The MHA will be amplifying to the public the need for blood donors through its social and traditional media channels.

Michigan Sees Surge in Unemployment Fraud

Michigan has seen a recent surge in unemployment fraud claims, according to the MHA Unemployment Compensation Program (MHA UCP). The increase in unemployment fraud is related to identity theft that occurs when the state Unemployment Insurance Agency (UIA) system is penetrated. Over the past several weeks, the MHA UCP has seen fraud in about 15 to 20% of all new claims for its clients.

The MHA UCP has worked closely with the UIA on this issue and has mitigated the impact for clients, who have not been assessed charges on these claims. To learn more about the services available through the MHA UCP, contact Neil MacVicar at the MHA.

Additional information on the COVID-19 pandemic is available to members on the MHA Community Site and the MHA COVID-19 webpageQuestions on COVID-19 and infectious disease response strategies may be directed to the MDHHS Community Health Emergency Coordination Center (CHECC).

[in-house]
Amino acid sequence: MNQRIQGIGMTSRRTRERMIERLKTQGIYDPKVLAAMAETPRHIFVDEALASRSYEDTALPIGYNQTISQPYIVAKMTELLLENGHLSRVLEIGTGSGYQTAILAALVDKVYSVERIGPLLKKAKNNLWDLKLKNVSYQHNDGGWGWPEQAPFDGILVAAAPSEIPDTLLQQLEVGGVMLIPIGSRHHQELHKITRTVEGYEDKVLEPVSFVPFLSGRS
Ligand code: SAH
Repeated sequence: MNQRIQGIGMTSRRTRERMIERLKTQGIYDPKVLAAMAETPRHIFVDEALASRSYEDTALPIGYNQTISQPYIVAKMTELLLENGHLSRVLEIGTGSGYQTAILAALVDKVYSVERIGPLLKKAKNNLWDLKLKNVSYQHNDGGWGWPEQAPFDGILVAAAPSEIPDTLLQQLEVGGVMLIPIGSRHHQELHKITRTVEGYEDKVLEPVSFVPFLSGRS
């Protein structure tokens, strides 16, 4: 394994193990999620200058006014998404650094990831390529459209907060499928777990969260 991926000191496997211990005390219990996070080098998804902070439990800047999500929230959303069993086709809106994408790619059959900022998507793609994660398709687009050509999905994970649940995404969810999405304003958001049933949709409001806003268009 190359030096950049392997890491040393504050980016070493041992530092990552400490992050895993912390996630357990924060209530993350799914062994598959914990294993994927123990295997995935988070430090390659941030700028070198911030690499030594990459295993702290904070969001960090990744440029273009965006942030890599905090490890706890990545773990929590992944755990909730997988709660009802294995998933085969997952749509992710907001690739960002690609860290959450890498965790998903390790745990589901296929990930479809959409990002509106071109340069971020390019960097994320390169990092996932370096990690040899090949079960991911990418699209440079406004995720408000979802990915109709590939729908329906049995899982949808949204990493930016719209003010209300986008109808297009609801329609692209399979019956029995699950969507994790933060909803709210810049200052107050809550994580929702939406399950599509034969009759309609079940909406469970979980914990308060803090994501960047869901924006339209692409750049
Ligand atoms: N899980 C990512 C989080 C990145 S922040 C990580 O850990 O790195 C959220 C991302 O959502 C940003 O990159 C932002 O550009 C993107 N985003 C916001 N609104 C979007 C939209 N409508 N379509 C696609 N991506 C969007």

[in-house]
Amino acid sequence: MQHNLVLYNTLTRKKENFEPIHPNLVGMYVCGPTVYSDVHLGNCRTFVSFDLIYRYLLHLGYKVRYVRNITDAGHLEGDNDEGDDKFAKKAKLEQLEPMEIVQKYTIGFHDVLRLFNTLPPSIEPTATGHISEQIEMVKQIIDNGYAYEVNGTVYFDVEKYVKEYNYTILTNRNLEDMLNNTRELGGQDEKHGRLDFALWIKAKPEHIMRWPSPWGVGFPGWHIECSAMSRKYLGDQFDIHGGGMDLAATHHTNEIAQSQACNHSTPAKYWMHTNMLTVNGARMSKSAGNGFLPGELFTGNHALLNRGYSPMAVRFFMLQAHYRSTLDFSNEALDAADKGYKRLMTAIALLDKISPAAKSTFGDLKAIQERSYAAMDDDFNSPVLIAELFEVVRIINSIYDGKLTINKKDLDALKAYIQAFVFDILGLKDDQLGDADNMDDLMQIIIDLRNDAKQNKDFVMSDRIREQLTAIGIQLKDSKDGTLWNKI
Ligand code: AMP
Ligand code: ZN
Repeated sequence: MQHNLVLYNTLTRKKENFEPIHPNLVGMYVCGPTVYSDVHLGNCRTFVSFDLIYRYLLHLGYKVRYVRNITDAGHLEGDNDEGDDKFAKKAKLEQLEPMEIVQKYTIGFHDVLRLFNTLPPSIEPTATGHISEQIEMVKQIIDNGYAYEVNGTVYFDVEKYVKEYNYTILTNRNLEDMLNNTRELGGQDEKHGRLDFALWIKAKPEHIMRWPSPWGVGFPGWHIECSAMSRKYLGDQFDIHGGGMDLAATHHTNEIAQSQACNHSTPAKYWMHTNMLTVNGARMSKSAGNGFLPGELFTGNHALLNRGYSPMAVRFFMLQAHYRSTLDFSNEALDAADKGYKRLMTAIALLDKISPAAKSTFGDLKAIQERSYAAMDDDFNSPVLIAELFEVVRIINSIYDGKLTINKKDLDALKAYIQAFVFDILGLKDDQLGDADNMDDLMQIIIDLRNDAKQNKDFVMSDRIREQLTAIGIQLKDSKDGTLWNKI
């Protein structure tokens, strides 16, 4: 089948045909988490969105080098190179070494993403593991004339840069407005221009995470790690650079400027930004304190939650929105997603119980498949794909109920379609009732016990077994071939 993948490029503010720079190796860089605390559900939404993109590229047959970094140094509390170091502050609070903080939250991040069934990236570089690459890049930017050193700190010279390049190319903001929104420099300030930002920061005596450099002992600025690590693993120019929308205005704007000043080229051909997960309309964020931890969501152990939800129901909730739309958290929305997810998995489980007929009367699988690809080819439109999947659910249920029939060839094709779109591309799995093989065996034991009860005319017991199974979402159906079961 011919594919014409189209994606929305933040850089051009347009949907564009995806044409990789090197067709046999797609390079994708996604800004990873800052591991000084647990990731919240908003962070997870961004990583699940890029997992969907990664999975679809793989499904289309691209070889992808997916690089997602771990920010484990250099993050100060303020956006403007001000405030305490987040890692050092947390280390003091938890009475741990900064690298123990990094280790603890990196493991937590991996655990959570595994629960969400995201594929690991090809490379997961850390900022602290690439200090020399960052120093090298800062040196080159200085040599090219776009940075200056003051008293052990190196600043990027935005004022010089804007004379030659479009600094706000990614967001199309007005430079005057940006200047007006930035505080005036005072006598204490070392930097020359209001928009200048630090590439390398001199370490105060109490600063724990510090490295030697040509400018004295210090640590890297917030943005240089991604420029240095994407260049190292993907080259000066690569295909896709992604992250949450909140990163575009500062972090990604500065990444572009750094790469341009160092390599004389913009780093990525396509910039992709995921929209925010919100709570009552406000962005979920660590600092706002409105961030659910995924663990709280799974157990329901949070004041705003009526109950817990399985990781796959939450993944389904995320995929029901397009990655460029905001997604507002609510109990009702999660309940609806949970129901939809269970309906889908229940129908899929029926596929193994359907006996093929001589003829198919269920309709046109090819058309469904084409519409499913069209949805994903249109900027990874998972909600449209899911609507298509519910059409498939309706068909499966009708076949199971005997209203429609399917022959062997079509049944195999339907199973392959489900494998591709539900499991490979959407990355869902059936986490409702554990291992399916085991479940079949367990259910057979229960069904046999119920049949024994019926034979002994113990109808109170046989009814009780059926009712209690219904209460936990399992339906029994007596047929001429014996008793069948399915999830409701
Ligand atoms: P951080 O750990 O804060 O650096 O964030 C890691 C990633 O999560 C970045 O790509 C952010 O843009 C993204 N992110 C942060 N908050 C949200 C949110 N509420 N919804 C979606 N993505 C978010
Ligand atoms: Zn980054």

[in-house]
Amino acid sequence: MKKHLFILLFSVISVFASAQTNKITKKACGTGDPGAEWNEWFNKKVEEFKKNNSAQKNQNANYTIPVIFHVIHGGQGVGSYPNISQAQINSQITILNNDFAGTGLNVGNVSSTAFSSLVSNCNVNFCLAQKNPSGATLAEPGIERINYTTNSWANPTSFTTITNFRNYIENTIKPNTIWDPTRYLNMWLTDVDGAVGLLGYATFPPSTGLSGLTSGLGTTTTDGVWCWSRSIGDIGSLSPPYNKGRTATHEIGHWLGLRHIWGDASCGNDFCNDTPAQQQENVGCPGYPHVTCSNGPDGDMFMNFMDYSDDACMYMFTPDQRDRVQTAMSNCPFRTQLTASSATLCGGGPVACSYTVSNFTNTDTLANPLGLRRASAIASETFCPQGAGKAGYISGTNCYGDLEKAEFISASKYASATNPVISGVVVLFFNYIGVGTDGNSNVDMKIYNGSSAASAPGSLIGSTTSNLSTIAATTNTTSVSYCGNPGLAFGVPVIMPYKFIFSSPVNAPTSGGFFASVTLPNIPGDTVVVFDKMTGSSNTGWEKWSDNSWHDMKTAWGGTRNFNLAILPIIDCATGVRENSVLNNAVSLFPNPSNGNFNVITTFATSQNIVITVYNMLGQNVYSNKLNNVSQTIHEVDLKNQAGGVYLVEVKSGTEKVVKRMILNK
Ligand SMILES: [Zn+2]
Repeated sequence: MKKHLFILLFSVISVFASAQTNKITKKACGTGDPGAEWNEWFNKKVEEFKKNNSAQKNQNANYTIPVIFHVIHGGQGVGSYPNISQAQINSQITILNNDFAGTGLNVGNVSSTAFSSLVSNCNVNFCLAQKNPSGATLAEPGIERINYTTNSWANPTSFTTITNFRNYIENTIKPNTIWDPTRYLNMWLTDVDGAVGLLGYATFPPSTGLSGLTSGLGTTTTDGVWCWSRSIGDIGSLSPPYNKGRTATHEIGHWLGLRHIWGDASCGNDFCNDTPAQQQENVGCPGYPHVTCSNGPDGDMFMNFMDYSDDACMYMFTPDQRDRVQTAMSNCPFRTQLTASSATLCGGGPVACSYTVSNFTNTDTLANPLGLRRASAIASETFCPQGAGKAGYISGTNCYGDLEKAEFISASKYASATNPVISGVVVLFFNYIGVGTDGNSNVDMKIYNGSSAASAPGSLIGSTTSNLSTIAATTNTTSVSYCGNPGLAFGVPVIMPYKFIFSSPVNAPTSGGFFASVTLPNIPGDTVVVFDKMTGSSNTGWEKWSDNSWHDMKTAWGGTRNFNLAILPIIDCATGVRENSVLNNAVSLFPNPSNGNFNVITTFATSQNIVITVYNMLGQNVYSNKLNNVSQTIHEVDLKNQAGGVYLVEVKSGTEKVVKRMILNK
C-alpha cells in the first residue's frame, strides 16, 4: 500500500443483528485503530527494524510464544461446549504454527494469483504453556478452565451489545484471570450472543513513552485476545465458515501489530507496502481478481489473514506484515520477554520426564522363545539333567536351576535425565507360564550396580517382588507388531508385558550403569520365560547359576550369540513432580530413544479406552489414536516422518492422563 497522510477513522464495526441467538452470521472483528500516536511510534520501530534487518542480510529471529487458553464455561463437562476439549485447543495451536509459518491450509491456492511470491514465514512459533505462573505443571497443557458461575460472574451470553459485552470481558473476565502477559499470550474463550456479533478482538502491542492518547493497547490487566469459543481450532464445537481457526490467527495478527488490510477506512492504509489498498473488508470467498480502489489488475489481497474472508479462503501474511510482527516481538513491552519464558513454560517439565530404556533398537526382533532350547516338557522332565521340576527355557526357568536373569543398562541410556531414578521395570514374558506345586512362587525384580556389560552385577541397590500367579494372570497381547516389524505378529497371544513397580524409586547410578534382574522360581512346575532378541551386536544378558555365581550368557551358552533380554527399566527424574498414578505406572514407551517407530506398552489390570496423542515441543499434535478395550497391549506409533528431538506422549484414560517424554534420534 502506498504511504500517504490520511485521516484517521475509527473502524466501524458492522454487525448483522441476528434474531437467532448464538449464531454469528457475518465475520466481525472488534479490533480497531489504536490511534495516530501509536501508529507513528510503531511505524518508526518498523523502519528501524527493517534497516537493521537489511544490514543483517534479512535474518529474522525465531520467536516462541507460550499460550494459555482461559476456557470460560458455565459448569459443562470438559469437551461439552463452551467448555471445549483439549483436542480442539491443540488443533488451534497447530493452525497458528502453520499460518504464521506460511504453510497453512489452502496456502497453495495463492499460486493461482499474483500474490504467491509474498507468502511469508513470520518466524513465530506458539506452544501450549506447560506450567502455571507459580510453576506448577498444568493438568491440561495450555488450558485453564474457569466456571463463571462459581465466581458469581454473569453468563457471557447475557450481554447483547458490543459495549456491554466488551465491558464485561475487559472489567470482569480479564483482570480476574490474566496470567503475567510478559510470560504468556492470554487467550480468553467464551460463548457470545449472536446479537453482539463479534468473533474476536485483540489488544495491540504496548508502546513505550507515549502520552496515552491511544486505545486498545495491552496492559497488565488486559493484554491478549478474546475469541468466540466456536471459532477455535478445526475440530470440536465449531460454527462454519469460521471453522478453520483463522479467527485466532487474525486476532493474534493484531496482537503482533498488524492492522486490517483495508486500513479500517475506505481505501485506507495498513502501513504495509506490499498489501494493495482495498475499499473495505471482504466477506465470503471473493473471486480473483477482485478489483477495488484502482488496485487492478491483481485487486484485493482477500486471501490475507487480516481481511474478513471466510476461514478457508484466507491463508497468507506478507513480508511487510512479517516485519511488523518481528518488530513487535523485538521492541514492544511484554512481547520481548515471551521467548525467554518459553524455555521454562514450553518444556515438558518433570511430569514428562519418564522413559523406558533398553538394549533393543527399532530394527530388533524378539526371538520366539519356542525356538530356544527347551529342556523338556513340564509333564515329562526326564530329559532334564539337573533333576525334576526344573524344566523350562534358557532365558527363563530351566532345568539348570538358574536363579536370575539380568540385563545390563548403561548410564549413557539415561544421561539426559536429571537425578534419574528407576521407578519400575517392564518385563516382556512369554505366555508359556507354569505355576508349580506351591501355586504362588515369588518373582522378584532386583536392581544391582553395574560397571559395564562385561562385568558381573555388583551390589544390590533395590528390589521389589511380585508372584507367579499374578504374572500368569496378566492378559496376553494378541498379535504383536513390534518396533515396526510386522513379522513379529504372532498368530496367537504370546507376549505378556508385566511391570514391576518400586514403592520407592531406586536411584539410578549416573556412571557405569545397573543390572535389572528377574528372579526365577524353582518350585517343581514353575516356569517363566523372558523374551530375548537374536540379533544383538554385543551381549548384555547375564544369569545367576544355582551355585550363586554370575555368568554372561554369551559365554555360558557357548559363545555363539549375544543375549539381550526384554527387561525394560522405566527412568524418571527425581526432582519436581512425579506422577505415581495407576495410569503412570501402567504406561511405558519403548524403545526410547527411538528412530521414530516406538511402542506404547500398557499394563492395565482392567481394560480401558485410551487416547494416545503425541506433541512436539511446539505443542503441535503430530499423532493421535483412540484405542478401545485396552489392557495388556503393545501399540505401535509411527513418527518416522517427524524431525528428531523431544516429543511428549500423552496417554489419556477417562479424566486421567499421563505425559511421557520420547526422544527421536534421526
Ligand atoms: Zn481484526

Combating the Novel Coronavirus (COVID-19): Week of Dec. 13

MHA Covid-19 update

MHA Covid-19 updateA full year after COVID-19 vaccines were made available in the U.S., the coronavirus continues to sicken and kill people, with nationwide deaths from the illness surpassing 800,000. As demonstrated in a collection of headlines, Michigan’s hospitals are being stretched to treat COVID-19 patients across the state.

The MHA continues to keep members apprised of pandemic-related developments affecting hospitals through email updates and the MHA Coronavirus webpage. Important updates are outlined below.

Legislation Signed to Delay Sequestration Cuts